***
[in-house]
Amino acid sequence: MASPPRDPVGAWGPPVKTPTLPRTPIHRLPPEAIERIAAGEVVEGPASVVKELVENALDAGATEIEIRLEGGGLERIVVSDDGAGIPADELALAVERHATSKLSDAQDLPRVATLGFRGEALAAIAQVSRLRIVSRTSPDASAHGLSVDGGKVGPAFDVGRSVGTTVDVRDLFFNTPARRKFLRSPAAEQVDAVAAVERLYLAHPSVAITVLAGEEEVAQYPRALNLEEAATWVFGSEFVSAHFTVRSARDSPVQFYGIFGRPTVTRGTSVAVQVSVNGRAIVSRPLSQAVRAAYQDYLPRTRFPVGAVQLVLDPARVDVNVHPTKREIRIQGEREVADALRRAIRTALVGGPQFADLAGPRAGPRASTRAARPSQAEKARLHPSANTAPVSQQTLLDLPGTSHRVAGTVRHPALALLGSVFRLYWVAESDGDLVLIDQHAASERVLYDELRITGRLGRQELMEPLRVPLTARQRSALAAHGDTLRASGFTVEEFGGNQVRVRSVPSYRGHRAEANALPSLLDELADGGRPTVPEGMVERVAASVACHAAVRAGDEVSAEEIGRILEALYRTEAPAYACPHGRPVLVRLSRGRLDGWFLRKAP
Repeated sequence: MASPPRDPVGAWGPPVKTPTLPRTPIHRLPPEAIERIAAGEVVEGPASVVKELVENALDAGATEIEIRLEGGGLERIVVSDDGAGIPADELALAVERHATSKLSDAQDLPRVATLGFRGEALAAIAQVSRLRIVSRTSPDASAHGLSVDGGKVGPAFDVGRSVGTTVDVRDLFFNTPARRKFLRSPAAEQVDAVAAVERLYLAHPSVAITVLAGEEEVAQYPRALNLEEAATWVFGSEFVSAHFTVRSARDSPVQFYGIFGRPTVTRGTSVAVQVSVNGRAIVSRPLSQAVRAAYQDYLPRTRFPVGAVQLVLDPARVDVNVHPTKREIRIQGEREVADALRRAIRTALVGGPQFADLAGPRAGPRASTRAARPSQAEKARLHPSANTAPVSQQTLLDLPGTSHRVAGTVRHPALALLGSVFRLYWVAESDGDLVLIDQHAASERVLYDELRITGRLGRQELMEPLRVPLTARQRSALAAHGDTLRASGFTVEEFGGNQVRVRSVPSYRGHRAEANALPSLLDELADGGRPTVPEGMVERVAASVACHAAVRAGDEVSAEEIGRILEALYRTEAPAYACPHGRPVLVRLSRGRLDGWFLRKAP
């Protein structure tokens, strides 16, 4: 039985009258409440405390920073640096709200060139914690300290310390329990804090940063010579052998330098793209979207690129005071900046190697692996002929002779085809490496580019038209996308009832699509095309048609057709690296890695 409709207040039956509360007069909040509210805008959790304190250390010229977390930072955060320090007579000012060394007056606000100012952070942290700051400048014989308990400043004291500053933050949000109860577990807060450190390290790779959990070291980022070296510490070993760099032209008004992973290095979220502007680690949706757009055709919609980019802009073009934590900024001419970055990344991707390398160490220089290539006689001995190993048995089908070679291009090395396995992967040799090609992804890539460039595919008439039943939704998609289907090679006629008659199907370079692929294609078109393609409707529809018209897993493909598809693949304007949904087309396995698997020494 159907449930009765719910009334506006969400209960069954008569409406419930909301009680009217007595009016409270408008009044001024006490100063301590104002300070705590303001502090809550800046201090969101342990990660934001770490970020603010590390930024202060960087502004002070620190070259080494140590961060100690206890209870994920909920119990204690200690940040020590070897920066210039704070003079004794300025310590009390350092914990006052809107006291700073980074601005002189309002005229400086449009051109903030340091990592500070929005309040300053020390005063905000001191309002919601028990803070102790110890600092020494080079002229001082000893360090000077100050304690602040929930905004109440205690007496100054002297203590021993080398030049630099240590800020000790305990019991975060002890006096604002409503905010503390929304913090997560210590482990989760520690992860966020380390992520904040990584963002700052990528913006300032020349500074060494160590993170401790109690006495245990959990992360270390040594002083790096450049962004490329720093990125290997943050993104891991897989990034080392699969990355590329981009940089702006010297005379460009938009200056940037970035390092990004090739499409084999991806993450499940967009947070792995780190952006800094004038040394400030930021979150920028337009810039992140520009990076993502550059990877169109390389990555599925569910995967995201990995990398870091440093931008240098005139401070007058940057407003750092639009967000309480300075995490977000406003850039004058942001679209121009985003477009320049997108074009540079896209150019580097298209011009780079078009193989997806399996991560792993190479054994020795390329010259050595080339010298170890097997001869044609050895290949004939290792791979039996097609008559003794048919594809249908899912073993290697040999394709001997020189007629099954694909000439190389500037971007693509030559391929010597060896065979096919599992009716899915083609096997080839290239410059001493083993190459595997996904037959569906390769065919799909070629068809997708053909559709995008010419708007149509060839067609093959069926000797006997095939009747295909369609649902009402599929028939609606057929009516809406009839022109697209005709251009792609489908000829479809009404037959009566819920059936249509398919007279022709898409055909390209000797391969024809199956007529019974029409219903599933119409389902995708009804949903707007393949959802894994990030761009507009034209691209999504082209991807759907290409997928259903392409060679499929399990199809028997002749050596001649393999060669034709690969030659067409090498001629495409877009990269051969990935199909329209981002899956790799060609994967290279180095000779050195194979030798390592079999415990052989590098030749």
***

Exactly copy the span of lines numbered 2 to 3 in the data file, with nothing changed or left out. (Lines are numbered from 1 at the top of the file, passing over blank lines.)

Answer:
Amino acid sequence: MASPPRDPVGAWGPPVKTPTLPRTPIHRLPPEAIERIAAGEVVEGPASVVKELVENALDAGATEIEIRLEGGGLERIVVSDDGAGIPADELALAVERHATSKLSDAQDLPRVATLGFRGEALAAIAQVSRLRIVSRTSPDASAHGLSVDGGKVGPAFDVGRSVGTTVDVRDLFFNTPARRKFLRSPAAEQVDAVAAVERLYLAHPSVAITVLAGEEEVAQYPRALNLEEAATWVFGSEFVSAHFTVRSARDSPVQFYGIFGRPTVTRGTSVAVQVSVNGRAIVSRPLSQAVRAAYQDYLPRTRFPVGAVQLVLDPARVDVNVHPTKREIRIQGEREVADALRRAIRTALVGGPQFADLAGPRAGPRASTRAARPSQAEKARLHPSANTAPVSQQTLLDLPGTSHRVAGTVRHPALALLGSVFRLYWVAESDGDLVLIDQHAASERVLYDELRITGRLGRQELMEPLRVPLTARQRSALAAHGDTLRASGFTVEEFGGNQVRVRSVPSYRGHRAEANALPSLLDELADGGRPTVPEGMVERVAASVACHAAVRAGDEVSAEEIGRILEALYRTEAPAYACPHGRPVLVRLSRGRLDGWFLRKAP
Repeated sequence: MASPPRDPVGAWGPPVKTPTLPRTPIHRLPPEAIERIAAGEVVEGPASVVKELVENALDAGATEIEIRLEGGGLERIVVSDDGAGIPADELALAVERHATSKLSDAQDLPRVATLGFRGEALAAIAQVSRLRIVSRTSPDASAHGLSVDGGKVGPAFDVGRSVGTTVDVRDLFFNTPARRKFLRSPAAEQVDAVAAVERLYLAHPSVAITVLAGEEEVAQYPRALNLEEAATWVFGSEFVSAHFTVRSARDSPVQFYGIFGRPTVTRGTSVAVQVSVNGRAIVSRPLSQAVRAAYQDYLPRTRFPVGAVQLVLDPARVDVNVHPTKREIRIQGEREVADALRRAIRTALVGGPQFADLAGPRAGPRASTRAARPSQAEKARLHPSANTAPVSQQTLLDLPGTSHRVAGTVRHPALALLGSVFRLYWVAESDGDLVLIDQHAASERVLYDELRITGRLGRQELMEPLRVPLTARQRSALAAHGDTLRASGFTVEEFGGNQVRVRSVPSYRGHRAEANALPSLLDELADGGRPTVPEGMVERVAASVACHAAVRAGDEVSAEEIGRILEALYRTEAPAYACPHGRPVLVRLSRGRLDGWFLRKAP